795 Best Words that Explain Tactical Arbitrage Academy

Tactical arbitrage academy: Is there any way you could write a piece on how to use tactical arbitrage(TA) in the most effective way? I’ve watched tons of YouTube videos and a few blogs here and there, but such because it’s such a customizable application I can never find a basic 1010 on TA. Would help a lot.

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Tactical arbitrage academy

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I once taught Principles of War to sleepy plebes at the US Military Academy at West Point. Among those principles was one called “Offensive,” the explication of which begins with “Seize, maintain, and exploit the intitiative.” This applies to all forms of tactical contest, even those that do not lean into violence. Think of it as an aspect of game theory. What exactly is the initiative?

Tactical arbitrage academy

A little game:

A person, the “pitcher,” holds a dollar bill by one end, suspended halfway between the slightly open but waiting thumb and forefinger of another person, the “catcher.” The rule is that when the pitcher drops the bill, the catcher catches the falling banknote between her fingers. But she has to wait for the pitcher to actually drop it.

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The game almost always goes to the pitcher, because that millisecond of catcher reaction time required to respond to the pitcher’s initiative means the catcher is already disadvantaged. Try it. It’s kind of fun. Any time your own decision to act is only in response to the actions of an opponent, that opponent “has the initiative.”

Tactical arbitrage academy

This explains a great deal about why the Trump klavern is so slippery. They dominate the news cycle every day, or he does by tweeting and saying outrageous things designed to get the goat of everyone opposed to Trump. News (even the infotainment variety we call “journalism” in the US) never has the initiative.

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They are always the catchers, and Trump always has another dollar bill to start the game again. The media stays in a game that is already fixed, and so we get the daily cycle . . . outrageous tweet or statement, everyone reports like crazy, getting themselves and their followers wound up like two-dollar watches, the Trump opposition goes a little crazy trying to “debate” these assholes, to the delight of the Trump cult, which is aimed mainly at provoking exactly this reaction for their own amusement while the government continues its vandalism unremarked.

Tactical arbitrage academy

John Boyd, a military theorist, mastered the seizure of the initiative to such a point that he defeated every comer during air combat simulations for years, earning the nickname “Forty Second John,” because he shot down his opponents in less than forty seconds. One of the first maneuvers he often used on clear days was flying between his opponent and the sun, and during that brief adjustment to blinding light, he would perform two or three fast maneuvers in tandem, then line up on his opponent. With each move, his opponent lost some of the initiative. Blinding light, adjust, where is he? There he is . . . wait, what did he just do? Oh wait! Now what is he doing? Oops!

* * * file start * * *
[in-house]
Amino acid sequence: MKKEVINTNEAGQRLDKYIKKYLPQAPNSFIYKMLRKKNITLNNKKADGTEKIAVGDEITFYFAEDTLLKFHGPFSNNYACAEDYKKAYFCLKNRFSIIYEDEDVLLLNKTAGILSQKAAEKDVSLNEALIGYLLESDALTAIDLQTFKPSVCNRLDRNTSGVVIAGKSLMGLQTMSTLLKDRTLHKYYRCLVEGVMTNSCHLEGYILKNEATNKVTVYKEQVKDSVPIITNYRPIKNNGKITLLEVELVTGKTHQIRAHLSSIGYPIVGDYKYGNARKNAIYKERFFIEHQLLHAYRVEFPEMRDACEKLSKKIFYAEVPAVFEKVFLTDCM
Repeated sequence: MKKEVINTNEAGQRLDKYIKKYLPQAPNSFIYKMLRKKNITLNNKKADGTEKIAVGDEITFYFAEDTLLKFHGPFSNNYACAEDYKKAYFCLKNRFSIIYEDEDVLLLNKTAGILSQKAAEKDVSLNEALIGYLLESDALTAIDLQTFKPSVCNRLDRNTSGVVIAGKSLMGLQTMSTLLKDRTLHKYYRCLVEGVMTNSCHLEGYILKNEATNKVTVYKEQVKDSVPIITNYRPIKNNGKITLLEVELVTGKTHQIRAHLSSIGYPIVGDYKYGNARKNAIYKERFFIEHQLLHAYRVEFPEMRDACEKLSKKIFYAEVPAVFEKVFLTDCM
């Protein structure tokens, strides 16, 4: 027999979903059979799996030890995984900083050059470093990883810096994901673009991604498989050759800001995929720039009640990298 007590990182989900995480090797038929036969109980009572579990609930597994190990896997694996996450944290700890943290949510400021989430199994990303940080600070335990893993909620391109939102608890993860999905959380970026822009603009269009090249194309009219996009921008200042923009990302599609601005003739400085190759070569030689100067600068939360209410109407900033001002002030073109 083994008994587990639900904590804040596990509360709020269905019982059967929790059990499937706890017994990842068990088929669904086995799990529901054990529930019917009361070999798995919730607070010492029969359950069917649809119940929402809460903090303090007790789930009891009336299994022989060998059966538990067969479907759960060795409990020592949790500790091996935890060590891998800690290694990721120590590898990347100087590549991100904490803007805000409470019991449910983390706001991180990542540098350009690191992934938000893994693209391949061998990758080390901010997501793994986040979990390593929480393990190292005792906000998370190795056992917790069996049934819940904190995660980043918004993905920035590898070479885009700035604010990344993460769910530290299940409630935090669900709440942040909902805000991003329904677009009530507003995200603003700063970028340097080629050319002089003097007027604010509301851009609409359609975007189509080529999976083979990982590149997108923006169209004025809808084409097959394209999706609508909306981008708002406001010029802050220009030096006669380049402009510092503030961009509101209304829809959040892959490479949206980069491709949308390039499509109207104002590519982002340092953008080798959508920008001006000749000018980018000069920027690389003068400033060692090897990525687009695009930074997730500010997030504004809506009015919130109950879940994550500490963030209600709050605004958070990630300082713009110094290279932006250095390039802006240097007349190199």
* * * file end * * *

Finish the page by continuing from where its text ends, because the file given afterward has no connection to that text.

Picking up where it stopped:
Tactical arbitrage academy

Boyd developed a primitive model for this decision cycle that defied planning and made an ally of confusion —for tactical agility, in other words — that had four steps performed within a flash. Observe, orient, decide, act . . . or, the OODA feedback loop.

Tactical agility is predicated upon the seizure of the initiative by (1) doing the unexpected, (2) watching the reaction, and (3) looking for the refreshed vulnerabilities. Force the opponent to react to your decisions. This is the measuring stick of initiative. Who is reacting to whose decisions? The second “who” controls the narrative, so to speak. If you are reacting to the decisions of another, that other has the initiative.

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There is a rub.

 There’s always a rub. In this case, the rub is that without sufficient understanding of the psychology of an opponent, the second step in the Boyd loop — orientation — becomes problematic.

Then there is the action step. This is where people scratch their heads and say, “What action exactly can be taken?” And this is what requires trial, error, and practice.

Boyd defeated his airborne contestants because he had a lot of well-practiced maneuvers, or techniques, in his bag of tricks, the way a fencer, a basketball coach, or a tennis player does. The technique is the building block of the tactic. The tactic is the building block of the win . . . or loss, if the tactics are inappropriate to the situation.

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